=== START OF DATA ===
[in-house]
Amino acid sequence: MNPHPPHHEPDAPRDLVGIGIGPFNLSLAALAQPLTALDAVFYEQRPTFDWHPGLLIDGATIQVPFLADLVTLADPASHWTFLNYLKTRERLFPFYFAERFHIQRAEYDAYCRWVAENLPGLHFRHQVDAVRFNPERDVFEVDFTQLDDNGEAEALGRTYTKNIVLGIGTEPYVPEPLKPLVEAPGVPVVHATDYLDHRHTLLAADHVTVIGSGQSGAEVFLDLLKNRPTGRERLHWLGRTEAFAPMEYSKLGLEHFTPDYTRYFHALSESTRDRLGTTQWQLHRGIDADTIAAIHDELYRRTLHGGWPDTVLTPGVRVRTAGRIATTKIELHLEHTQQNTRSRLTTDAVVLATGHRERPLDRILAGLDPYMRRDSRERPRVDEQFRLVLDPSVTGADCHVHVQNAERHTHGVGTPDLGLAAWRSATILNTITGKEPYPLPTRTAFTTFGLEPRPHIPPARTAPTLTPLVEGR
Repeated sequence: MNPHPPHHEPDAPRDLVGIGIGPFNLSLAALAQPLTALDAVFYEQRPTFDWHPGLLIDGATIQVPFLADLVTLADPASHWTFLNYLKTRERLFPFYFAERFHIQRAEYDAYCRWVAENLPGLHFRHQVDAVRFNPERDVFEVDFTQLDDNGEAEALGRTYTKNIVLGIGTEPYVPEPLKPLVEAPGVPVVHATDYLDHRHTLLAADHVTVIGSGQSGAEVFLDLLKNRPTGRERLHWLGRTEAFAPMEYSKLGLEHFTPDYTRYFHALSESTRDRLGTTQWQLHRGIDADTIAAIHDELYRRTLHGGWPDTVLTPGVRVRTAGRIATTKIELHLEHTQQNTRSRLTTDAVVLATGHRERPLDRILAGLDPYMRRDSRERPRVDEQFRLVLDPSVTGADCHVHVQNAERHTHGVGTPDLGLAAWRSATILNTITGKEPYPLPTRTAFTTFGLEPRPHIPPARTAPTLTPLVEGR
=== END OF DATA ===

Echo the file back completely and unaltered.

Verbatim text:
[in-house]
Amino acid sequence: MNPHPPHHEPDAPRDLVGIGIGPFNLSLAALAQPLTALDAVFYEQRPTFDWHPGLLIDGATIQVPFLADLVTLADPASHWTFLNYLKTRERLFPFYFAERFHIQRAEYDAYCRWVAENLPGLHFRHQVDAVRFNPERDVFEVDFTQLDDNGEAEALGRTYTKNIVLGIGTEPYVPEPLKPLVEAPGVPVVHATDYLDHRHTLLAADHVTVIGSGQSGAEVFLDLLKNRPTGRERLHWLGRTEAFAPMEYSKLGLEHFTPDYTRYFHALSESTRDRLGTTQWQLHRGIDADTIAAIHDELYRRTLHGGWPDTVLTPGVRVRTAGRIATTKIELHLEHTQQNTRSRLTTDAVVLATGHRERPLDRILAGLDPYMRRDSRERPRVDEQFRLVLDPSVTGADCHVHVQNAERHTHGVGTPDLGLAAWRSATILNTITGKEPYPLPTRTAFTTFGLEPRPHIPPARTAPTLTPLVEGR
Repeated sequence: MNPHPPHHEPDAPRDLVGIGIGPFNLSLAALAQPLTALDAVFYEQRPTFDWHPGLLIDGATIQVPFLADLVTLADPASHWTFLNYLKTRERLFPFYFAERFHIQRAEYDAYCRWVAENLPGLHFRHQVDAVRFNPERDVFEVDFTQLDDNGEAEALGRTYTKNIVLGIGTEPYVPEPLKPLVEAPGVPVVHATDYLDHRHTLLAADHVTVIGSGQSGAEVFLDLLKNRPTGRERLHWLGRTEAFAPMEYSKLGLEHFTPDYTRYFHALSESTRDRLGTTQWQLHRGIDADTIAAIHDELYRRTLHGGWPDTVLTPGVRVRTAGRIATTKIELHLEHTQQNTRSRLTTDAVVLATGHRERPLDRILAGLDPYMRRDSRERPRVDEQFRLVLDPSVTGADCHVHVQNAERHTHGVGTPDLGLAAWRSATILNTITGKEPYPLPTRTAFTTFGLEPRPHIPPARTAPTLTPLVEGR